Ice cream, it's what's for dinner.
Maybe it was the late lunch, maybe it was the busy day, but when I got to that point in the day, I ended up at Bev's for a double hot fudge sundae and called it a meal.
Honestly, I didn't have a lot of time because I wanted to make it to the Classics in the Courtyard series tonight because they were showing "The King and I" on the big screen in the garden at First Baptist.
Admittedly, I'm a heathen so what do I know about what's inside churches, but my foray inside to go to the bathroom revealed a few surprises.
Like a computer in the vestibule.
A rack of plastic umbrella bags like the kind I've seen in Kroger.
And a sign on the doors to the sanctuary saying "No food, drink pagers or cell phones."
People need to be told that those things are inappropriate in a room where services are held?
Hell, I'm a heathen and I could have guessed that.
Back in my chair in the courtyard, a church official announced that the movie would start at 8:00 or dusk, whichever came later.
"Dusk is going to win tonight," he predicted. It did.
The air was fragrant with the scent of bug spray as the overture finally began playing and people settled down.
I might have seen "The King and I" once, but if so it had been so long that a lot of it seemed new to me, including several of the songs.
Of course, it was 1956 Hollywood's version of Siam, so it was riddled with things like non-Asian actors (the king of Siam played by a Russian and a Burmese princess played by a Puerto Rican, for instance) and African elephants.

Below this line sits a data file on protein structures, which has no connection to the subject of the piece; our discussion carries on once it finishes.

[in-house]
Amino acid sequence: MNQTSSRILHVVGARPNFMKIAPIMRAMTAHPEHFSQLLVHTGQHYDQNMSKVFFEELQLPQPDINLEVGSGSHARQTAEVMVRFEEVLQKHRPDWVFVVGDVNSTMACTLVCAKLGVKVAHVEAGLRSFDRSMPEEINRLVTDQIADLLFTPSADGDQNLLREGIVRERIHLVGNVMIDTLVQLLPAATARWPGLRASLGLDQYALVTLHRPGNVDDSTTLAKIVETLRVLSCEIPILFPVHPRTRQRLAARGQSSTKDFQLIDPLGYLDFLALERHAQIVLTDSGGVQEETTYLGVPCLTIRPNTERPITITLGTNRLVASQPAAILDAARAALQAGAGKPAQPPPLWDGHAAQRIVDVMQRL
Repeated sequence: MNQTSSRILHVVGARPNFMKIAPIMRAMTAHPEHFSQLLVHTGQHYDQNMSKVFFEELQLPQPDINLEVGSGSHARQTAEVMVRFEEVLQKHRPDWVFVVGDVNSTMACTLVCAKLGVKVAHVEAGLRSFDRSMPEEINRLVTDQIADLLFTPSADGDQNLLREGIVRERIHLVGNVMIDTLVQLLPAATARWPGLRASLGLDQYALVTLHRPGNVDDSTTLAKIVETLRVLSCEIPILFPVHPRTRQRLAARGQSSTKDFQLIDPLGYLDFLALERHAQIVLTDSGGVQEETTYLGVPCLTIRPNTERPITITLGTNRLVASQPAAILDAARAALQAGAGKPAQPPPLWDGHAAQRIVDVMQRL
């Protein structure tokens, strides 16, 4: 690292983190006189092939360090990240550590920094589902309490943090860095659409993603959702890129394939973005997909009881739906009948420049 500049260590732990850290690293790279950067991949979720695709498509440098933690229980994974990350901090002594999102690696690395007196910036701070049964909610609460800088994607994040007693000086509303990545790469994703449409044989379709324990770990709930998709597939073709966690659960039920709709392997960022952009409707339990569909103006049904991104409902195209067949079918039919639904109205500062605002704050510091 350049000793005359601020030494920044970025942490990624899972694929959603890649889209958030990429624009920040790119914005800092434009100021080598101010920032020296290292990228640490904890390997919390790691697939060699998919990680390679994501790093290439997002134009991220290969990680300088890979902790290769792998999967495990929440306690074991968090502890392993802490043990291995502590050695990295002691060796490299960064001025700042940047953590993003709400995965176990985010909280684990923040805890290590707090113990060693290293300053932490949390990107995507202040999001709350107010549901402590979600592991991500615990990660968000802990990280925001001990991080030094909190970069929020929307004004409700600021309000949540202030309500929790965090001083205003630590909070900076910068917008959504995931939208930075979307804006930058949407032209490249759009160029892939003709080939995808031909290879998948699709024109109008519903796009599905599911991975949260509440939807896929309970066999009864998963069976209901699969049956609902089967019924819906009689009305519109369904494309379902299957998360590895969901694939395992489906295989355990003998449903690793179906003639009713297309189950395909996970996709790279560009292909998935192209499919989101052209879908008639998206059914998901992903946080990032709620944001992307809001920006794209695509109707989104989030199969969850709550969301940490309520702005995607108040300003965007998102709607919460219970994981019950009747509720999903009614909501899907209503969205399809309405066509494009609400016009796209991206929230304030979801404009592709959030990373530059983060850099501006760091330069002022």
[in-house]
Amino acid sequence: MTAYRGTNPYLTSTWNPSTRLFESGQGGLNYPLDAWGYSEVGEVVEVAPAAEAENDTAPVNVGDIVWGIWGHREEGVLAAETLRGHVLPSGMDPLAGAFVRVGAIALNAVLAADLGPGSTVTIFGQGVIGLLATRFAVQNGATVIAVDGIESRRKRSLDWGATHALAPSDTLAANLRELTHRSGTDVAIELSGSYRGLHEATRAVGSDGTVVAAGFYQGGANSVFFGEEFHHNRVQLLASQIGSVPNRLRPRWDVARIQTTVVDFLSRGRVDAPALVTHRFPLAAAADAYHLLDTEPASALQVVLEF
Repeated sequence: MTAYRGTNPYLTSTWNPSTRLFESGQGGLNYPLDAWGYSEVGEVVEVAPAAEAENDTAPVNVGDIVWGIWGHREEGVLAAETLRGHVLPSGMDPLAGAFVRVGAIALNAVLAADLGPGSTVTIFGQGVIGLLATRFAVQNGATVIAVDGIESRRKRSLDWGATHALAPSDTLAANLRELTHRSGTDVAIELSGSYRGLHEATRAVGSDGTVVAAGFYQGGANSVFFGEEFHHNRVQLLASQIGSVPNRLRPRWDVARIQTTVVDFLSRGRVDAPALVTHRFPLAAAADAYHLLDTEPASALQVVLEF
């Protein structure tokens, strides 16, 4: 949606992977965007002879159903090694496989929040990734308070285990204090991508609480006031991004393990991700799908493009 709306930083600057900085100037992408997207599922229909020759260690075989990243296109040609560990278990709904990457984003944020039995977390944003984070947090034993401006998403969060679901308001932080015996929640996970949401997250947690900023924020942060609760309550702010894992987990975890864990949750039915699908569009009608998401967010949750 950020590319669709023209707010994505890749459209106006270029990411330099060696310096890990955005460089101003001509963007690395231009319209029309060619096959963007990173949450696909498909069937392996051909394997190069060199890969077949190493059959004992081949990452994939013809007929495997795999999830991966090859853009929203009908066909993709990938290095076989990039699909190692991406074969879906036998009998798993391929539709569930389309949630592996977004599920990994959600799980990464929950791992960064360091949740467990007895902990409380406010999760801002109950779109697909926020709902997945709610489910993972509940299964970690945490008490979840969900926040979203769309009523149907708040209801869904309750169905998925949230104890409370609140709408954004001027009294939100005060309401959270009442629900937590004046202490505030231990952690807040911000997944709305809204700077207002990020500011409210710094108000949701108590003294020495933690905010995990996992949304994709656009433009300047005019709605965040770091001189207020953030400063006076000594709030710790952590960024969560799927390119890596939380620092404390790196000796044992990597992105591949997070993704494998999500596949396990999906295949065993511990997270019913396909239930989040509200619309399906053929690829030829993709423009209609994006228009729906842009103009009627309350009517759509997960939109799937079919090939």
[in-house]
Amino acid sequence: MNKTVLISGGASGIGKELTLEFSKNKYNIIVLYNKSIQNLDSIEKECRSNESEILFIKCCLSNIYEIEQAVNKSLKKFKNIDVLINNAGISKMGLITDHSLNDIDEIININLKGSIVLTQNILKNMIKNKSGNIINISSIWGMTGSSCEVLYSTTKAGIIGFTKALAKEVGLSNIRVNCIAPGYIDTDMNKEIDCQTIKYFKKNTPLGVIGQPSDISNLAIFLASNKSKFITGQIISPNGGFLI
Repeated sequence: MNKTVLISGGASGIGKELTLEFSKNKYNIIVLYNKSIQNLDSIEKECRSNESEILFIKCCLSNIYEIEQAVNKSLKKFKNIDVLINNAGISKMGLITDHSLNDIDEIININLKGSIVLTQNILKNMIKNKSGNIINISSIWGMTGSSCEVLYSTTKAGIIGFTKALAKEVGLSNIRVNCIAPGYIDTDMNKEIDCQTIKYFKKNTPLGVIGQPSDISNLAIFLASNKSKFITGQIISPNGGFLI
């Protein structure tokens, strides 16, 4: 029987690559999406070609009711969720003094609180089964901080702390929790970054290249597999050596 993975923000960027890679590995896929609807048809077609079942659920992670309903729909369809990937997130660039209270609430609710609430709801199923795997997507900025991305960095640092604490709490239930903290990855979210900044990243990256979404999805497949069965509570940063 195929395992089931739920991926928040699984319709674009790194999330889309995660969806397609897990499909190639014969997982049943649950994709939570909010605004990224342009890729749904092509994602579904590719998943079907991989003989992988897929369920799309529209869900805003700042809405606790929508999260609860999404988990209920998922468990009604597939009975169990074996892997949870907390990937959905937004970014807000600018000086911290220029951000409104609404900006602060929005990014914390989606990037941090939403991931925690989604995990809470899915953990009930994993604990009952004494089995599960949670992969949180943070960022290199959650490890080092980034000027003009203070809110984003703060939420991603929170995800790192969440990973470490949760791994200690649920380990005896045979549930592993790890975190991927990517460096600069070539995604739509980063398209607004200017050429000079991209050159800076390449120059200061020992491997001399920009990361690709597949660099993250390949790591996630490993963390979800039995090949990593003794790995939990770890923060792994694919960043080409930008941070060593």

But I wasn't there for historical or geographical accuracy, I was there for songs by Rodgers and Hammerstein and Technicolor sets and costumes.
The blatant sexism of the king's character was an unexpectedly funny bonus, even given an 1862 setting.
Anna: Then how do you explain, your majesty, that many men remain faithful to only one wife?
King: They are sick.
Anna: Oh, but you do expect women to be faithful.
That's one way to look at it.
A woman is designed for pleasing a man. That is all. A man is designed to be pleased by many women.
It was a convenient philosophy for a man who had a harem of wives (and the resultant 104 children).
Why should I discuss what matters with a woman?
Um, because we're smart?
I don't think I was the only one surprised when the screen changed to say "Intermission" with part of the score once again being played.
The line, "We danced to that once in Richmond, remember?" got a big reaction from the audience, even given that it was a Richmond on Thames reference.
Of course there was all kinds of implied romance.
A man, even a king, doesn't say, "You are very difficult woman!" unless he's seriously attracted to you, whether it's 1862 or 2012.
And "Shall We Dance?" has to be one of the most rousing acts of foreplay ever committed to film.
Polka-ing with bare shoulders, bare feet and a man's hand on a corseted waist had enough sexual tension to elevate the whole story suddenly to a romance.
And if this heathen is going to sit in a church courtyard on a summer night, the least I can hope for is a little romance to go with the rustling treetops and flitting fireflies.
When the last little star has left the sky
Shall we still be together
And shall you be my new romance?
On the clear understanding
That this kind of thing can happen
Shall we dance?